The facility includes 7 megawatts-plus of renewable generation from—as you see in the picture here—some wind turbines and some PV panels, and a various megawatt-scale storage technology that operates at a various timescale—so a dynamometer, in order to study rotational inertia; and at the scale of megawatt-scale batteries—for example, lithium-ion batteries.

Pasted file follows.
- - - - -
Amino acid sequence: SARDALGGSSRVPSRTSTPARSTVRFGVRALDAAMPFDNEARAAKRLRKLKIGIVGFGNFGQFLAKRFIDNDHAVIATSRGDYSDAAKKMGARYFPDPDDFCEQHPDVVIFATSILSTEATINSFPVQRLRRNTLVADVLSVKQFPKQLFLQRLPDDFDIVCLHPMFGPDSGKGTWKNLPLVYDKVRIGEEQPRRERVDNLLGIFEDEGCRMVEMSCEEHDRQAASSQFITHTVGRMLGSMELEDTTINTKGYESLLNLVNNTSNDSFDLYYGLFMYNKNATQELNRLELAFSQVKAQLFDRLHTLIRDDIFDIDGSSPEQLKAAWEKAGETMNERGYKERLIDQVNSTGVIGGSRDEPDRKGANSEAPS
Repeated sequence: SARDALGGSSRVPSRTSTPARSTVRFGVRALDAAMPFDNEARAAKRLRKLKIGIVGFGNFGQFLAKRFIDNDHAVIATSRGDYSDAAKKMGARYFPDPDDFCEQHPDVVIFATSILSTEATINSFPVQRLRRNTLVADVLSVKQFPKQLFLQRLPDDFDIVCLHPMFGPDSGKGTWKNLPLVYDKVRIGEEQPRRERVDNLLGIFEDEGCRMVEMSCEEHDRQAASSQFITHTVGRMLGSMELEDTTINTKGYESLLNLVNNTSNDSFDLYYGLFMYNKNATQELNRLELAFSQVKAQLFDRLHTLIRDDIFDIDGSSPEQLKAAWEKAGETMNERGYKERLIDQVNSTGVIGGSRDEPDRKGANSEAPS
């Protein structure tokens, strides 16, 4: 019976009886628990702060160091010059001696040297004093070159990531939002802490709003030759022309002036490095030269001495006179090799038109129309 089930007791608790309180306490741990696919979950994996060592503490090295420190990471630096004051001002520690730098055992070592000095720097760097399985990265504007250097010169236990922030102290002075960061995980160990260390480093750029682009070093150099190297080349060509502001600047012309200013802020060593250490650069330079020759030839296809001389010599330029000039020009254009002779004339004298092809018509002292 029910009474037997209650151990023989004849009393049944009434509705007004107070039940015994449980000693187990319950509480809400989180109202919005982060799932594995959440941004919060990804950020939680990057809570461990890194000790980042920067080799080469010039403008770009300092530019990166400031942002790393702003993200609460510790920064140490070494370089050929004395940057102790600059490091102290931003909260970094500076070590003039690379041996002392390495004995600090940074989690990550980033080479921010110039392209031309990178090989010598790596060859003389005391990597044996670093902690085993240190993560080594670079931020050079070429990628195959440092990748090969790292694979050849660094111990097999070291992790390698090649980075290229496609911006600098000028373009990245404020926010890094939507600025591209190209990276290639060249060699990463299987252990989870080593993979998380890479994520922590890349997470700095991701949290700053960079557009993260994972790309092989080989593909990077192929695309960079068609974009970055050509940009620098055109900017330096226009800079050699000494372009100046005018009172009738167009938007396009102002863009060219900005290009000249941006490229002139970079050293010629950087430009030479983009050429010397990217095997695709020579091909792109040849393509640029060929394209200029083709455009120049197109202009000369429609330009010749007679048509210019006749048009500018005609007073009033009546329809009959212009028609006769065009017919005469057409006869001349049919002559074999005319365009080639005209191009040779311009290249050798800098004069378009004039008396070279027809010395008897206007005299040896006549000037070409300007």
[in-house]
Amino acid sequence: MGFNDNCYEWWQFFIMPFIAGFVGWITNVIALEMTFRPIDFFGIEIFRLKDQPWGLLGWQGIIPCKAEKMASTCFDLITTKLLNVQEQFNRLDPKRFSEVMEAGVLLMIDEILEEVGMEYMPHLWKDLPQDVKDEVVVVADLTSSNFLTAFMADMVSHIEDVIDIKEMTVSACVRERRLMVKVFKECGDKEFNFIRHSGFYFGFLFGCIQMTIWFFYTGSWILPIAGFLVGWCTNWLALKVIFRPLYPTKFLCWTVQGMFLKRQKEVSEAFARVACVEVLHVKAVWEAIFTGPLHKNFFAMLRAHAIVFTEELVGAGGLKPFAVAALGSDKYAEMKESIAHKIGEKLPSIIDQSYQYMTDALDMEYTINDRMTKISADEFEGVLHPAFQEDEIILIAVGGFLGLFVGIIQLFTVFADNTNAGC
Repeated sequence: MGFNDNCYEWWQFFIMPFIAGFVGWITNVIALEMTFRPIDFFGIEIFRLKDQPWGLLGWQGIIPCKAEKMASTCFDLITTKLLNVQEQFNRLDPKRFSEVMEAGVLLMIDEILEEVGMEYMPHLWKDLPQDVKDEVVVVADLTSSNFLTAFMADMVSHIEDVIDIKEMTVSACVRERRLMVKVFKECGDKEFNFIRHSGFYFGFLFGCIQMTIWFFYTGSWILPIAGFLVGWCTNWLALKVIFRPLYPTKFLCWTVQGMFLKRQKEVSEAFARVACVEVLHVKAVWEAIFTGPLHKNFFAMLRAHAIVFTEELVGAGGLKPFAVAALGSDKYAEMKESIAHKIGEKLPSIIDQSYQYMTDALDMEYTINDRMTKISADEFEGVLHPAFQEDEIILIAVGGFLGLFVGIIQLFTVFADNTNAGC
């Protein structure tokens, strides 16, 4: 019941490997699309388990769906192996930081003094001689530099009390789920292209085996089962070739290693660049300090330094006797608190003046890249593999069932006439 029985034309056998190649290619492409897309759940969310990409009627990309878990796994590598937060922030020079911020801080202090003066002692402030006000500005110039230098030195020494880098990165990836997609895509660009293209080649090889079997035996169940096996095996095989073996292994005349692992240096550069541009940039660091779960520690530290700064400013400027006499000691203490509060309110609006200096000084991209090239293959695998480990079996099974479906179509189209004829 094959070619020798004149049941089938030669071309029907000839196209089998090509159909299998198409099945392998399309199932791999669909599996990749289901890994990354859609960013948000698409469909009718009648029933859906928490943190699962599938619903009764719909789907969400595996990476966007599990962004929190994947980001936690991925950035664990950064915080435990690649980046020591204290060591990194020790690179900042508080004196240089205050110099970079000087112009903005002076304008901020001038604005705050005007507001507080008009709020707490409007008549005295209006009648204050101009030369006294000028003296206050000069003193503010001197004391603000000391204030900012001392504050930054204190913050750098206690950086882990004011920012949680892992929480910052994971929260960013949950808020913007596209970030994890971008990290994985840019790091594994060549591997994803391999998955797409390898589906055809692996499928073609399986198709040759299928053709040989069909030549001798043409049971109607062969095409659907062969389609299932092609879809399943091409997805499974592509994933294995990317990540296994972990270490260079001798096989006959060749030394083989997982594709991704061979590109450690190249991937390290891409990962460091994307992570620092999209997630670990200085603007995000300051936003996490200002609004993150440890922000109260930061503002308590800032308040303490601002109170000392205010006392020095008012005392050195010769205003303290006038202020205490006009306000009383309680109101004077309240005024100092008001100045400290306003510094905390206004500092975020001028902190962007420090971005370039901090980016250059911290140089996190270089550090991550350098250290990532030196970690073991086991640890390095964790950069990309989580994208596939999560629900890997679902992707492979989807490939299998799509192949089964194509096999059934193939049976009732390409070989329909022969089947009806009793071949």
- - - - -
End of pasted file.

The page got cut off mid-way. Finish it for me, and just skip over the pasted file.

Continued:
It also includes a mix of energy-convergent technologies from electron to molecules—such as hydrogen using a megawatt-scale electrolyzer—and their integration with the grid, in order to understand not only from hydrogen generation electrolyzer, but what kind of value it will add to the grid. And the—in the slide, you'll see various research pads—there's a total of six research pads we're in the process of expanding to the ESIF pads. We probably can see it in the next slide. … Thank you. And on those research pads we can interconnect all possible configurations of those assets that we discussed—whether it's wind technology or storage—and various types of configurations of those assets, up to 20 megawatts. So each research pad can have 20 megawatts of single-device testing or a combination of those device testings in order to look at the various interactions of those devices together. And as—these slides, you also can see what we have is the controllable—a CGI, controllable grid interface. We currently have about a 6-megawatt, about a 7-MVA grid emulator that we're soon in the process of operating at the 20 megawatts. This will take clean power from a utility feed substation located at the site and allow us to impose various grid dynamics and instability in order to understand—in a controlled environment—in order to understand this impact on a test article.